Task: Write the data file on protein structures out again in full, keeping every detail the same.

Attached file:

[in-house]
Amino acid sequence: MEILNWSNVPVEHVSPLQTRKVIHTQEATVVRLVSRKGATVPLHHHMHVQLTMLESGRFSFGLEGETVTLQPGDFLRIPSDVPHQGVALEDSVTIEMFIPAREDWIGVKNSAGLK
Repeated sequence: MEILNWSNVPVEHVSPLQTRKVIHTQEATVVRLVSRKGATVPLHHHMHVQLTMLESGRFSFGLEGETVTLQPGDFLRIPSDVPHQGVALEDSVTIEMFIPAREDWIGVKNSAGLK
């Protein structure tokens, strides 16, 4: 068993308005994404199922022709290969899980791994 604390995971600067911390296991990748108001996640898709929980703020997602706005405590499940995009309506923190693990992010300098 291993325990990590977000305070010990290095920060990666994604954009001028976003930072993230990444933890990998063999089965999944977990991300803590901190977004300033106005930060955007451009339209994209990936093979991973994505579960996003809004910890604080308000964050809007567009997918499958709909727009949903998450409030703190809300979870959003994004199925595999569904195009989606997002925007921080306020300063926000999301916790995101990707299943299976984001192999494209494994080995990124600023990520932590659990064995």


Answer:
[in-house]
Amino acid sequence: MEILNWSNVPVEHVSPLQTRKVIHTQEATVVRLVSRKGATVPLHHHMHVQLTMLESGRFSFGLEGETVTLQPGDFLRIPSDVPHQGVALEDSVTIEMFIPAREDWIGVKNSAGLK
Repeated sequence: MEILNWSNVPVEHVSPLQTRKVIHTQEATVVRLVSRKGATVPLHHHMHVQLTMLESGRFSFGLEGETVTLQPGDFLRIPSDVPHQGVALEDSVTIEMFIPAREDWIGVKNSAGLK
């Protein structure tokens, strides 16, 4: 068993308005994404199922022709290969899980791994 604390995971600067911390296991990748108001996640898709929980703020997602706005405590499940995009309506923190693990992010300098 291993325990990590977000305070010990290095920060990666994604954009001028976003930072993230990444933890990998063999089965999944977990991300803590901190977004300033106005930060955007451009339209994209990936093979991973994505579960996003809004910890604080308000964050809007567009997918499958709909727009949903998450409030703190809300979870959003994004199925595999569904195009989606997002925007921080306020300063926000999301916790995101990707299943299976984001192999494209494994080995990124600023990520932590659990064995």